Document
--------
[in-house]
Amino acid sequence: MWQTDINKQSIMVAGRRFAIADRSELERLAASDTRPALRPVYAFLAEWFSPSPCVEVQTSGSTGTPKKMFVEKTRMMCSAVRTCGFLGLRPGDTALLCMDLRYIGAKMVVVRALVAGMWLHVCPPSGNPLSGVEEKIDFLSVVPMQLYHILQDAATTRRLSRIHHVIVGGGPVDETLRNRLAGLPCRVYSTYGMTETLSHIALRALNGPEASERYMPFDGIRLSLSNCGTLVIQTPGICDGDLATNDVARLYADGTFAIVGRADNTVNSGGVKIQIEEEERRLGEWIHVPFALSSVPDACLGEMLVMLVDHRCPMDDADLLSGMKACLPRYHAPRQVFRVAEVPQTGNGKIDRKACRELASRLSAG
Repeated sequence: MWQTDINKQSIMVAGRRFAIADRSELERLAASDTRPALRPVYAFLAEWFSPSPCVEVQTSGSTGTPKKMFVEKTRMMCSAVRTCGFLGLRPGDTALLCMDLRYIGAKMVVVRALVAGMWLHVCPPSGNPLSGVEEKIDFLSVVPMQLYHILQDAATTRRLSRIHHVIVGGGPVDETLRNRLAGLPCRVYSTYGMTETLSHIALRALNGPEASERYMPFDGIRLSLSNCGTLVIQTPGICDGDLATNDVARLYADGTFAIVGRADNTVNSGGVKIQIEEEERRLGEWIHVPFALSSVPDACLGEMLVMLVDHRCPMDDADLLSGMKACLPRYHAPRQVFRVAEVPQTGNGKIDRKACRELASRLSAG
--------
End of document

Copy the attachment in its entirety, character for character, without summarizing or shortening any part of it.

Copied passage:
[in-house]
Amino acid sequence: MWQTDINKQSIMVAGRRFAIADRSELERLAASDTRPALRPVYAFLAEWFSPSPCVEVQTSGSTGTPKKMFVEKTRMMCSAVRTCGFLGLRPGDTALLCMDLRYIGAKMVVVRALVAGMWLHVCPPSGNPLSGVEEKIDFLSVVPMQLYHILQDAATTRRLSRIHHVIVGGGPVDETLRNRLAGLPCRVYSTYGMTETLSHIALRALNGPEASERYMPFDGIRLSLSNCGTLVIQTPGICDGDLATNDVARLYADGTFAIVGRADNTVNSGGVKIQIEEEERRLGEWIHVPFALSSVPDACLGEMLVMLVDHRCPMDDADLLSGMKACLPRYHAPRQVFRVAEVPQTGNGKIDRKACRELASRLSAG
Repeated sequence: MWQTDINKQSIMVAGRRFAIADRSELERLAASDTRPALRPVYAFLAEWFSPSPCVEVQTSGSTGTPKKMFVEKTRMMCSAVRTCGFLGLRPGDTALLCMDLRYIGAKMVVVRALVAGMWLHVCPPSGNPLSGVEEKIDFLSVVPMQLYHILQDAATTRRLSRIHHVIVGGGPVDETLRNRLAGLPCRVYSTYGMTETLSHIALRALNGPEASERYMPFDGIRLSLSNCGTLVIQTPGICDGDLATNDVARLYADGTFAIVGRADNTVNSGGVKIQIEEEERRLGEWIHVPFALSSVPDACLGEMLVMLVDHRCPMDDADLLSGMKACLPRYHAPRQVFRVAEVPQTGNGKIDRKACRELASRLSAG